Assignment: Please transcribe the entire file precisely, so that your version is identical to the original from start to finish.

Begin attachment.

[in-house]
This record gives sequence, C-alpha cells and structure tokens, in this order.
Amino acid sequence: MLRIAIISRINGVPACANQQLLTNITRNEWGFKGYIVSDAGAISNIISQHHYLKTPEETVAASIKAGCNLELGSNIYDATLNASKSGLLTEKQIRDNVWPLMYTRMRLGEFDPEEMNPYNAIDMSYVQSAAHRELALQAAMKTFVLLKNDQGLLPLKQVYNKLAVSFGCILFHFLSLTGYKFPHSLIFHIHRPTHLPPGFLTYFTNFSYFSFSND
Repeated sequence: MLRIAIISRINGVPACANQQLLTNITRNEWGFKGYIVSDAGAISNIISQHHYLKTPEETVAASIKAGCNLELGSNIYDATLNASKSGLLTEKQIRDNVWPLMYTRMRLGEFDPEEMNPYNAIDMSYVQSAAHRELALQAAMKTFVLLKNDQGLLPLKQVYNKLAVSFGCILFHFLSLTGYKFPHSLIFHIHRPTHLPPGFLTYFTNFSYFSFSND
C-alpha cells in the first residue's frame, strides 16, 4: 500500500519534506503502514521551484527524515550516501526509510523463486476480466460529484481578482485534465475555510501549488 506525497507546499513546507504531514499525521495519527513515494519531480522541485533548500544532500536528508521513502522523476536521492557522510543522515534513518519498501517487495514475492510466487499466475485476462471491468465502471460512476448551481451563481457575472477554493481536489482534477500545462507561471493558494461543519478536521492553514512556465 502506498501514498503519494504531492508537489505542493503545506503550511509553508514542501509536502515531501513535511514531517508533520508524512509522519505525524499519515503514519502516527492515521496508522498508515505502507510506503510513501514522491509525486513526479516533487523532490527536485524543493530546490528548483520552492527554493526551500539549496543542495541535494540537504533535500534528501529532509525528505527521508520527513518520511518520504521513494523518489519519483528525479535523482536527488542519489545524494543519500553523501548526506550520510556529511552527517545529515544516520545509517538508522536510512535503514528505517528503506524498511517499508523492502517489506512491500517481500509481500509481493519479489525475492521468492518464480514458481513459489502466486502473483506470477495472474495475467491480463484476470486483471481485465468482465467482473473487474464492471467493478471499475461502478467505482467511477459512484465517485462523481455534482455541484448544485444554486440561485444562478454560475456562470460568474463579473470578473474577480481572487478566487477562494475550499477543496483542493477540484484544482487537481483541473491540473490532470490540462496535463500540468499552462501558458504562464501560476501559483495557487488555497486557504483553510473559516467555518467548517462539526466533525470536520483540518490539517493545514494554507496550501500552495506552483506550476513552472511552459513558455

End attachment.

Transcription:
[in-house]
This record gives sequence, C-alpha cells and structure tokens, in this order.
Amino acid sequence: MLRIAIISRINGVPACANQQLLTNITRNEWGFKGYIVSDAGAISNIISQHHYLKTPEETVAASIKAGCNLELGSNIYDATLNASKSGLLTEKQIRDNVWPLMYTRMRLGEFDPEEMNPYNAIDMSYVQSAAHRELALQAAMKTFVLLKNDQGLLPLKQVYNKLAVSFGCILFHFLSLTGYKFPHSLIFHIHRPTHLPPGFLTYFTNFSYFSFSND
Repeated sequence: MLRIAIISRINGVPACANQQLLTNITRNEWGFKGYIVSDAGAISNIISQHHYLKTPEETVAASIKAGCNLELGSNIYDATLNASKSGLLTEKQIRDNVWPLMYTRMRLGEFDPEEMNPYNAIDMSYVQSAAHRELALQAAMKTFVLLKNDQGLLPLKQVYNKLAVSFGCILFHFLSLTGYKFPHSLIFHIHRPTHLPPGFLTYFTNFSYFSFSND
C-alpha cells in the first residue's frame, strides 16, 4: 500500500519534506503502514521551484527524515550516501526509510523463486476480466460529484481578482485534465475555510501549488 506525497507546499513546507504531514499525521495519527513515494519531480522541485533548500544532500536528508521513502522523476536521492557522510543522515534513518519498501517487495514475492510466487499466475485476462471491468465502471460512476448551481451563481457575472477554493481536489482534477500545462507561471493558494461543519478536521492553514512556465 502506498501514498503519494504531492508537489505542493503545506503550511509553508514542501509536502515531501513535511514531517508533520508524512509522519505525524499519515503514519502516527492515521496508522498508515505502507510506503510513501514522491509525486513526479516533487523532490527536485524543493530546490528548483520552492527554493526551500539549496543542495541535494540537504533535500534528501529532509525528505527521508520527513518520511518520504521513494523518489519519483528525479535523482536527488542519489545524494543519500553523501548526506550520510556529511552527517545529515544516520545509517538508522536510512535503514528505517528503506524498511517499508523492502517489506512491500517481500509481500509481493519479489525475492521468492518464480514458481513459489502466486502473483506470477495472474495475467491480463484476470486483471481485465468482465467482473473487474464492471467493478471499475461502478467505482467511477459512484465517485462523481455534482455541484448544485444554486440561485444562478454560475456562470460568474463579473470578473474577480481572487478566487477562494475550499477543496483542493477540484484544482487537481483541473491540473490532470490540462496535463500540468499552462501558458504562464501560476501559483495557487488555497486557504483553510473559516467555518467548517462539526466533525470536520483540518490539517493545514494554507496550501500552495506552483506550476513552472511552459513558455